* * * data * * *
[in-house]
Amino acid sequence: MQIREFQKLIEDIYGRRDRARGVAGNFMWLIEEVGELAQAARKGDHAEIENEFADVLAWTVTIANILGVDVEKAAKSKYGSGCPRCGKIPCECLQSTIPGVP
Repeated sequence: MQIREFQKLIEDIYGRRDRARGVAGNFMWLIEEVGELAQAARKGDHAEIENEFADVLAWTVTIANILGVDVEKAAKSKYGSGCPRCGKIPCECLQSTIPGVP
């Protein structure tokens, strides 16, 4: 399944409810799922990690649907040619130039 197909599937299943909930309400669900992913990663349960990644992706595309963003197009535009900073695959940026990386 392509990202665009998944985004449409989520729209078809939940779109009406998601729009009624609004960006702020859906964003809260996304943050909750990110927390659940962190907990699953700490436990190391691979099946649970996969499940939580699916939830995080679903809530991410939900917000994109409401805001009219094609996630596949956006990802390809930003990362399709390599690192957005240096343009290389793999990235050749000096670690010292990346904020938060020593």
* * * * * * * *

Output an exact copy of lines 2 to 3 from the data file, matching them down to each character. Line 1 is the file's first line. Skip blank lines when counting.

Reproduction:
Amino acid sequence: MQIREFQKLIEDIYGRRDRARGVAGNFMWLIEEVGELAQAARKGDHAEIENEFADVLAWTVTIANILGVDVEKAAKSKYGSGCPRCGKIPCECLQSTIPGVP
Repeated sequence: MQIREFQKLIEDIYGRRDRARGVAGNFMWLIEEVGELAQAARKGDHAEIENEFADVLAWTVTIANILGVDVEKAAKSKYGSGCPRCGKIPCECLQSTIPGVP